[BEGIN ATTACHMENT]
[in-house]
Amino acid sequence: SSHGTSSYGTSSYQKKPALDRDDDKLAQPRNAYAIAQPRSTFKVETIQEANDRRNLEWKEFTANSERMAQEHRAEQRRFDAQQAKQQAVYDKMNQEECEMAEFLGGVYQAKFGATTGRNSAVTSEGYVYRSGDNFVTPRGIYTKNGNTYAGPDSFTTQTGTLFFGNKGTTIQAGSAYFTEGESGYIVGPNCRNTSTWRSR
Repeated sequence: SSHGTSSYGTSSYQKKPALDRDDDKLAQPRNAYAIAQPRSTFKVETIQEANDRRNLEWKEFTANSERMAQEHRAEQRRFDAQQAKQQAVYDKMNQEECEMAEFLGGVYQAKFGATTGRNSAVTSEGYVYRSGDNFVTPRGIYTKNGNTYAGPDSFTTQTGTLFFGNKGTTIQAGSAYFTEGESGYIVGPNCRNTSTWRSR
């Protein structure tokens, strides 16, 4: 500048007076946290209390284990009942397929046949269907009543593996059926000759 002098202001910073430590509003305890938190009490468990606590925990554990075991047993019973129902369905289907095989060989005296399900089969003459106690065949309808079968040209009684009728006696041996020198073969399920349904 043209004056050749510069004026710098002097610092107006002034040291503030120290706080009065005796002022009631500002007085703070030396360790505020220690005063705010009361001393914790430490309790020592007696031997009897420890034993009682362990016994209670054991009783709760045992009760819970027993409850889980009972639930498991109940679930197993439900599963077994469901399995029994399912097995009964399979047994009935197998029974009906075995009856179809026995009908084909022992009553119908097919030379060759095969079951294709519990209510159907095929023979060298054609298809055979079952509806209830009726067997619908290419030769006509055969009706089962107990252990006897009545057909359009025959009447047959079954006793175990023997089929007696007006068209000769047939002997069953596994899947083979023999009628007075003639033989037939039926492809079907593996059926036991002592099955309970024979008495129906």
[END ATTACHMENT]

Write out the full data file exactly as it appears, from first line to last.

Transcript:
[in-house]
Amino acid sequence: SSHGTSSYGTSSYQKKPALDRDDDKLAQPRNAYAIAQPRSTFKVETIQEANDRRNLEWKEFTANSERMAQEHRAEQRRFDAQQAKQQAVYDKMNQEECEMAEFLGGVYQAKFGATTGRNSAVTSEGYVYRSGDNFVTPRGIYTKNGNTYAGPDSFTTQTGTLFFGNKGTTIQAGSAYFTEGESGYIVGPNCRNTSTWRSR
Repeated sequence: SSHGTSSYGTSSYQKKPALDRDDDKLAQPRNAYAIAQPRSTFKVETIQEANDRRNLEWKEFTANSERMAQEHRAEQRRFDAQQAKQQAVYDKMNQEECEMAEFLGGVYQAKFGATTGRNSAVTSEGYVYRSGDNFVTPRGIYTKNGNTYAGPDSFTTQTGTLFFGNKGTTIQAGSAYFTEGESGYIVGPNCRNTSTWRSR
């Protein structure tokens, strides 16, 4: 500048007076946290209390284990009942397929046949269907009543593996059926000759 002098202001910073430590509003305890938190009490468990606590925990554990075991047993019973129902369905289907095989060989005296399900089969003459106690065949309808079968040209009684009728006696041996020198073969399920349904 043209004056050749510069004026710098002097610092107006002034040291503030120290706080009065005796002022009631500002007085703070030396360790505020220690005063705010009361001393914790430490309790020592007696031997009897420890034993009682362990016994209670054991009783709760045992009760819970027993409850889980009972639930498991109940679930197993439900599963077994469901399995029994399912097995009964399979047994009935197998029974009906075995009856179809026995009908084909022992009553119908097919030379060759095969079951294709519990209510159907095929023979060298054609298809055979079952509806209830009726067997619908290419030769006509055969009706089962107990252990006897009545057909359009025959009447047959079954006793175990023997089929007696007006068209000769047939002997069953596994899947083979023999009628007075003639033989037939039926492809079907593996059926036991002592099955309970024979008495129906």